Within this State, a court will issue a Florida child support order outlining what parents must do to adequately support and care for their children. According to Florida Law, enforcing child support orders means getting the parent to follow and abide by what the order states. This court order makes clear the financial responsibilities each parent must meet for their children’s housing, food, education, health care and other living expenses.
Child support is calculated pursuant to Florida Statute 61.30. These are regulations used to determine the level of support needed for a child, as well as the amount a parent has to pay. Florida child support guidelines help ensure support amounts are fair and equitable in relation to the parent’s financial abilities.
The guidelines are used the first time child support is ordered and every time the child support amount changes. The court will also use these legal guidelines during any review of the court order to see if the support amount should be changed. In the state of Florida the financial obligation usually ceases when the child turns eighteen, although in certain cases involving special needs, it may extend beyond this age, or until high school graduation.
Florida Child Support Guidelines Consider:
- Income of both parents
- Child’s health care and child care costs
- The standard needs for the child or children. Support amounts are based on the child’s age, net income of the parents and calculated pursuant to Florida Statute 61.30, which uses a mathematical formula – Standard Needs Table.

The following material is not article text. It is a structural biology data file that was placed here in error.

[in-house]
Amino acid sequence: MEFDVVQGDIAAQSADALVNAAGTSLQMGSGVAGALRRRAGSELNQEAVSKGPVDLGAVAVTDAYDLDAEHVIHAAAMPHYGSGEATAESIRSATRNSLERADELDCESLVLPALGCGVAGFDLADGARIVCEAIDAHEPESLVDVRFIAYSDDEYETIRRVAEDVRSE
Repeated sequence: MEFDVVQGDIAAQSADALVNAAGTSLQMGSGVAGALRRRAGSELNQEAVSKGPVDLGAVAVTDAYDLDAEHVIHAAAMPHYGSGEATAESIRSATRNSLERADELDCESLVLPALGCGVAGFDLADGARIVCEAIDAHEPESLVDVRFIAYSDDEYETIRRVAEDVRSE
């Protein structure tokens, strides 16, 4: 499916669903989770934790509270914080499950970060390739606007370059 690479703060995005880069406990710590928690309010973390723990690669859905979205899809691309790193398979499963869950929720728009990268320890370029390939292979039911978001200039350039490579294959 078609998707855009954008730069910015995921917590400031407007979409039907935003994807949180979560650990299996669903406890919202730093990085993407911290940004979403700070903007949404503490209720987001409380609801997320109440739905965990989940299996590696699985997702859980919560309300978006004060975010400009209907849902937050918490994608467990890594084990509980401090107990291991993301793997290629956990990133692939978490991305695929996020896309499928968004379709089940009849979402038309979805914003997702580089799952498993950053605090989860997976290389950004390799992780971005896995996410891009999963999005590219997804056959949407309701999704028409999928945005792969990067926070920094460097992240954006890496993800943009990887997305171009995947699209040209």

- Amount of overnights each parent has with the child.
The court or agency establishing Florida child support must use these guidelines to determine the amount of child support that will go in a Florida support order. Since every case is different, with some including special circumstances, the amount of child support can vary. A Florida Family Court will use the formula established by Florida Law to make adjustments resulting in higher or lower child support than indicated in the guideline amounts.
If the court orders payment of Florida child support in an amount that varies more than 5 percent from the guidelines, it must make a written finding explaining why the guideline amount is unjust or inappropriate. A more detailed list of variable factors that determine child support amount can be found on our website.
Of all the Florida child support factors outlined, extraordinary medical or dental expenses of the child, and special needs, such as costs that may be associated with the disability of a child, may certainly cause the support to exceed proposed guidelines. Finally it is worth noting the Florida Family Court or agency has the right to look at factors that are not included in guidelines or estimates.
If you have questions regarding Family Law and Florida Child Support in the State of Florida, please contact: Eric C. Cheshire (561) 655-8844 or email@example.com